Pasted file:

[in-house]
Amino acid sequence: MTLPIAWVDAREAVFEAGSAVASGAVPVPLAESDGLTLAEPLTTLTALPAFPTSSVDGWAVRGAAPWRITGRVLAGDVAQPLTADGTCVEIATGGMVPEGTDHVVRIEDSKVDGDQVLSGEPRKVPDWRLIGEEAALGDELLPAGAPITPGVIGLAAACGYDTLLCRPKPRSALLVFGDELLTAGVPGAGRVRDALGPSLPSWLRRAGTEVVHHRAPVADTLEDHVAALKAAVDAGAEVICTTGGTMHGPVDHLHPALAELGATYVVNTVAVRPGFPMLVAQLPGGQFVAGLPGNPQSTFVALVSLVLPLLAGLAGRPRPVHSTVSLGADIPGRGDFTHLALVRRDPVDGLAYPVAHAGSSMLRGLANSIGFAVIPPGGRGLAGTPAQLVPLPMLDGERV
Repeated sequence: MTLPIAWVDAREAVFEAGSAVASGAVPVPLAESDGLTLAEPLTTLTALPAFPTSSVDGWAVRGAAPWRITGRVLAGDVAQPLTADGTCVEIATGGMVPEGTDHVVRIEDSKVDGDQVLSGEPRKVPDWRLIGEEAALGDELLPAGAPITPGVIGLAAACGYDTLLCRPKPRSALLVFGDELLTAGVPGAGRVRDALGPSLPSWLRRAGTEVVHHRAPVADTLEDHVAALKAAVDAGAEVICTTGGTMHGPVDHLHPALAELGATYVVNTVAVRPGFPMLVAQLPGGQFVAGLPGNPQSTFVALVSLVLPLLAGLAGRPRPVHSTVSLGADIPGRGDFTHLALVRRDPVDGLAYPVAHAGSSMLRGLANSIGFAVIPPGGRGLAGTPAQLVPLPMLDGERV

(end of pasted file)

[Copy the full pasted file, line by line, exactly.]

[in-house]
Amino acid sequence: MTLPIAWVDAREAVFEAGSAVASGAVPVPLAESDGLTLAEPLTTLTALPAFPTSSVDGWAVRGAAPWRITGRVLAGDVAQPLTADGTCVEIATGGMVPEGTDHVVRIEDSKVDGDQVLSGEPRKVPDWRLIGEEAALGDELLPAGAPITPGVIGLAAACGYDTLLCRPKPRSALLVFGDELLTAGVPGAGRVRDALGPSLPSWLRRAGTEVVHHRAPVADTLEDHVAALKAAVDAGAEVICTTGGTMHGPVDHLHPALAELGATYVVNTVAVRPGFPMLVAQLPGGQFVAGLPGNPQSTFVALVSLVLPLLAGLAGRPRPVHSTVSLGADIPGRGDFTHLALVRRDPVDGLAYPVAHAGSSMLRGLANSIGFAVIPPGGRGLAGTPAQLVPLPMLDGERV
Repeated sequence: MTLPIAWVDAREAVFEAGSAVASGAVPVPLAESDGLTLAEPLTTLTALPAFPTSSVDGWAVRGAAPWRITGRVLAGDVAQPLTADGTCVEIATGGMVPEGTDHVVRIEDSKVDGDQVLSGEPRKVPDWRLIGEEAALGDELLPAGAPITPGVIGLAAACGYDTLLCRPKPRSALLVFGDELLTAGVPGAGRVRDALGPSLPSWLRRAGTEVVHHRAPVADTLEDHVAALKAAVDAGAEVICTTGGTMHGPVDHLHPALAELGATYVVNTVAVRPGFPMLVAQLPGGQFVAGLPGNPQSTFVALVSLVLPLLAGLAGRPRPVHSTVSLGADIPGRGDFTHLALVRRDPVDGLAYPVAHAGSSMLRGLANSIGFAVIPPGGRGLAGTPAQLVPLPMLDGERV